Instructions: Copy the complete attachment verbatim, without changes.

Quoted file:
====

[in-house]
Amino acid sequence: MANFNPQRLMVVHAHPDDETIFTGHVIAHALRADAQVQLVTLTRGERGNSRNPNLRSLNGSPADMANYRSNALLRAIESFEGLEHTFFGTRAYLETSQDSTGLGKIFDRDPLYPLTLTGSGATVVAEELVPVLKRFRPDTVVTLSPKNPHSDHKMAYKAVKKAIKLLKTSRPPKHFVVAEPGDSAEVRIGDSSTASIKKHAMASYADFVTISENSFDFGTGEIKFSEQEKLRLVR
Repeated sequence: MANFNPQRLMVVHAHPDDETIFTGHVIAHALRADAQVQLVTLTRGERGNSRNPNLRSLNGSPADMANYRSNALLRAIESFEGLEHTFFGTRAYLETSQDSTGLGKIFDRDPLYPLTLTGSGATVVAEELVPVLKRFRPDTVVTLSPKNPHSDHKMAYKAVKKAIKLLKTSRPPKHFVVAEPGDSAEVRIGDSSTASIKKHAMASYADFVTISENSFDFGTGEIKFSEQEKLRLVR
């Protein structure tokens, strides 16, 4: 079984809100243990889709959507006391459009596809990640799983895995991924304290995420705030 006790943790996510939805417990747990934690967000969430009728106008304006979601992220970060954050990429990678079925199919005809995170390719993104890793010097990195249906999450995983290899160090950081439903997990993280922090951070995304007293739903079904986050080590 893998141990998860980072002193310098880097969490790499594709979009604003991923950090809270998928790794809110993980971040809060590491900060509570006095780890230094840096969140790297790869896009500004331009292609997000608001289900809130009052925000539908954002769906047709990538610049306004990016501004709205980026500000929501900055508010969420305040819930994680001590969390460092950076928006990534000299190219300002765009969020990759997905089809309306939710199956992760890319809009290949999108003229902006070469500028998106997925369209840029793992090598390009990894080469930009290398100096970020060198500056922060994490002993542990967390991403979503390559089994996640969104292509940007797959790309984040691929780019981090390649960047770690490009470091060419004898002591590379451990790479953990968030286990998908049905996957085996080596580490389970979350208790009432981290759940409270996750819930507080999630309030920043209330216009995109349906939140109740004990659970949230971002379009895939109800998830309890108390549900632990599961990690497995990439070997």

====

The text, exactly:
[in-house]
Amino acid sequence: MANFNPQRLMVVHAHPDDETIFTGHVIAHALRADAQVQLVTLTRGERGNSRNPNLRSLNGSPADMANYRSNALLRAIESFEGLEHTFFGTRAYLETSQDSTGLGKIFDRDPLYPLTLTGSGATVVAEELVPVLKRFRPDTVVTLSPKNPHSDHKMAYKAVKKAIKLLKTSRPPKHFVVAEPGDSAEVRIGDSSTASIKKHAMASYADFVTISENSFDFGTGEIKFSEQEKLRLVR
Repeated sequence: MANFNPQRLMVVHAHPDDETIFTGHVIAHALRADAQVQLVTLTRGERGNSRNPNLRSLNGSPADMANYRSNALLRAIESFEGLEHTFFGTRAYLETSQDSTGLGKIFDRDPLYPLTLTGSGATVVAEELVPVLKRFRPDTVVTLSPKNPHSDHKMAYKAVKKAIKLLKTSRPPKHFVVAEPGDSAEVRIGDSSTASIKKHAMASYADFVTISENSFDFGTGEIKFSEQEKLRLVR
């Protein structure tokens, strides 16, 4: 079984809100243990889709959507006391459009596809990640799983895995991924304290995420705030 006790943790996510939805417990747990934690967000969430009728106008304006979601992220970060954050990429990678079925199919005809995170390719993104890793010097990195249906999450995983290899160090950081439903997990993280922090951070995304007293739903079904986050080590 893998141990998860980072002193310098880097969490790499594709979009604003991923950090809270998928790794809110993980971040809060590491900060509570006095780890230094840096969140790297790869896009500004331009292609997000608001289900809130009052925000539908954002769906047709990538610049306004990016501004709205980026500000929501900055508010969420305040819930994680001590969390460092950076928006990534000299190219300002765009969020990759997905089809309306939710199956992760890319809009290949999108003229902006070469500028998106997925369209840029793992090598390009990894080469930009290398100096970020060198500056922060994490002993542990967390991403979503390559089994996640969104292509940007797959790309984040691929780019981090390649960047770690490009470091060419004898002591590379451990790479953990968030286990998908049905996957085996080596580490389970979350208790009432981290759940409270996750819930507080999630309030920043209330216009995109349906939140109740004990659970949230971002379009895939109800998830309890108390549900632990599961990690497995990439070997």